Much is being made of the impending General Data Protection Regulation (GDPR), with Gartner reporting that over 50 per cent of companies affected by the new legislation will not be in full compliance with its requirements by the enforcement date of May 25th, 2018
Yet while GDPR threatens significant financial penalties for those in breach of the regulation, the recent WannaCry and Petya global cyber-attacks demonstrate a much more serious security threat to organisations, and why managing network, system and data security is an essential measure regardless of GDPR.
The increasingly advanced nature of these attacks highlights the growing intelligence and reach of today’s cyber-criminals. With data playing an increasingly crucial role in business, it is the professional landscape which will find itself the main target of such crime – so what can IT managers do to protect their organisation against this threat?
1. Make security the number one priority within your IT strategy
Gartner predicts that worldwide spending on information security spend will reach $90 billion this year – a rise of 7.6 per cent on 2016, and a clear indication that organisations are trying to get a grip on the vast amounts of data they now handle. As working habits evolve and new technologies come to the fore, so to do cyber-criminals have an ever-growing goldmine of Personally Identifiable Information (PII) to target. Security should therefore be the number one priority for IT managers, and the first area they assess when planning their budget.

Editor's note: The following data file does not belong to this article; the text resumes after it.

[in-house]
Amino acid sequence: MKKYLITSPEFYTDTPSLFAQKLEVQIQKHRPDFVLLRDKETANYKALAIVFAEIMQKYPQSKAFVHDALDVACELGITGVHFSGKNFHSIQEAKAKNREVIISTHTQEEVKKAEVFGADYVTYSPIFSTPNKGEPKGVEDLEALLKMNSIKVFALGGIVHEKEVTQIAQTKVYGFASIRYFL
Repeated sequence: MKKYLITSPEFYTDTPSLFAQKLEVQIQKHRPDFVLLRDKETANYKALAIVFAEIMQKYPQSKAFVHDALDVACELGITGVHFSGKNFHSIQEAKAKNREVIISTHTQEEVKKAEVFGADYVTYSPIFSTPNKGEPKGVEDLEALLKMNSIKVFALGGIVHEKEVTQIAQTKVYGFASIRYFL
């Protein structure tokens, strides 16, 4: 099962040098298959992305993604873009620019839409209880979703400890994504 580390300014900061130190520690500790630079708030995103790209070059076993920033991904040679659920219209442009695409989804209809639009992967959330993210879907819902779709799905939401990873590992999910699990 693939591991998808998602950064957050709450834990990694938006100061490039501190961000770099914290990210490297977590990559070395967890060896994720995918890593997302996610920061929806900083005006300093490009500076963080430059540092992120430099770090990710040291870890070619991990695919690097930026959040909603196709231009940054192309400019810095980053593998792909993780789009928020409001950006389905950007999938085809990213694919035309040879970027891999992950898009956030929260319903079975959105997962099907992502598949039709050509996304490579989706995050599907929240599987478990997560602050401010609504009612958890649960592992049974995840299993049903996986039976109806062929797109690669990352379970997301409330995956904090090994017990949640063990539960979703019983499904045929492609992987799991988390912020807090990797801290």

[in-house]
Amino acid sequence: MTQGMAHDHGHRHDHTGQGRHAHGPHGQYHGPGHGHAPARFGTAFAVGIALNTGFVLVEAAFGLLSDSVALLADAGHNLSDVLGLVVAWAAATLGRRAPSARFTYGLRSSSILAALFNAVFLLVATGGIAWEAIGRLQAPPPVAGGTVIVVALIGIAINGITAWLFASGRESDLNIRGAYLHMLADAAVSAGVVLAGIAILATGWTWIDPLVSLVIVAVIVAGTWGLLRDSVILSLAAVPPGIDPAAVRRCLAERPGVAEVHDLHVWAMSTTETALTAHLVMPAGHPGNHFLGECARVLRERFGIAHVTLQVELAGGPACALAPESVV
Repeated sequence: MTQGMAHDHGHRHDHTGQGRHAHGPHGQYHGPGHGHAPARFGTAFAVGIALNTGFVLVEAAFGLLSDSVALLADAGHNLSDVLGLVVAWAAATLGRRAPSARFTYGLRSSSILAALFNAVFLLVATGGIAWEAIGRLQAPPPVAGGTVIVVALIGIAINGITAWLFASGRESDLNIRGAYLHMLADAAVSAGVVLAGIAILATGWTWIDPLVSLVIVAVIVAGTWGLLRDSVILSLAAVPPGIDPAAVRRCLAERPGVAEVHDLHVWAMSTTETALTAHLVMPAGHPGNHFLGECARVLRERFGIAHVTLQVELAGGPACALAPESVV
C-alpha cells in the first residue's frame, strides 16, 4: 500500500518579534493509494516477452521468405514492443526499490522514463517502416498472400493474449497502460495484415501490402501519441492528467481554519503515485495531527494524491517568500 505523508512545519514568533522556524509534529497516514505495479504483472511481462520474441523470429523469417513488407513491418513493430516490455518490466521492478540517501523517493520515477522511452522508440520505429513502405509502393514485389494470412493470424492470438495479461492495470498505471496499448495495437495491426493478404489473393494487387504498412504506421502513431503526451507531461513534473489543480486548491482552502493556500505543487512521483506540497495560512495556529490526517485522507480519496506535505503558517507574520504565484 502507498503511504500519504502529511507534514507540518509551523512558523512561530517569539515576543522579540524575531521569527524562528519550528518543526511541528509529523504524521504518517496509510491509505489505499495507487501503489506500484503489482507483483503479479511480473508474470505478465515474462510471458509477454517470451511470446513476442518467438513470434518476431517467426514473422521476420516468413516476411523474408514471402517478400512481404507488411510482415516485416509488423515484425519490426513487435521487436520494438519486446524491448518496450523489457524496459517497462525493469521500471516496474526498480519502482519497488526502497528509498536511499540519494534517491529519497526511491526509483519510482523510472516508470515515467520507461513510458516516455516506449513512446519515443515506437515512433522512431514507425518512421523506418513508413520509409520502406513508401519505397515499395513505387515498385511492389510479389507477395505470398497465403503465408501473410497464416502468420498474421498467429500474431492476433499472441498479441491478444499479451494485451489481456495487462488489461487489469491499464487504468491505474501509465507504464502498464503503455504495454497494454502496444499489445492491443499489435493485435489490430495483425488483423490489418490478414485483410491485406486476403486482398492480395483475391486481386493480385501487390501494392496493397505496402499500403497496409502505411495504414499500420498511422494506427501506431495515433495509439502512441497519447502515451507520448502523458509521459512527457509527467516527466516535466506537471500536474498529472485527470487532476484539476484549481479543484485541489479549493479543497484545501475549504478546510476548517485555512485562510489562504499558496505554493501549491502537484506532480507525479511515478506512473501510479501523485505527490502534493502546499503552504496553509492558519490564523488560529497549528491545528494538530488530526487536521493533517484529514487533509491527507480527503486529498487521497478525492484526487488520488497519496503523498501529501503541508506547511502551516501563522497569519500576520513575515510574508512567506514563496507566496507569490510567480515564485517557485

2. Educate staff
Public awareness of cyber criminality is peaking, but companies must educate their staff on the risks from a business perspective. Employees are the weakest link in IT security chains, and the increased preference for mobile and remote working only amplifies their vulnerability.
They are more susceptible to ignoring IT protocol when accessing sensitive files away from the office, while the likelihood of losing a device when on the move is also increased. As new threats and tactics continue to emerge – often quicker than the measures which are rolled out to protect against them – employees must remain vigilant. Consulting with staff through workshops and internal communications can help to reinforce this mindset.
3. Take data out of the hands of employees
While educating staff is essential, there will always be those who continue to disregard protocols and place sensitive data at risk. Business-built hardware offers a robust first-line of defence, but with the threat now operating at another level, so to must organisations evolve their IT infrastructure to remain protected. Technologies such as Toshiba Mobile Zero Client store data away from the device, making it only accessible through an existing cloud-based virtual desktop infrastructure solution. This removes the threat of malware being stored on devices, as well as nullifying concerns about data being compromised should a device be lost or stolen – ensuring full peace of mind for organisations striving to implement an efficient, yet robustly secure, mobile IT strategy.
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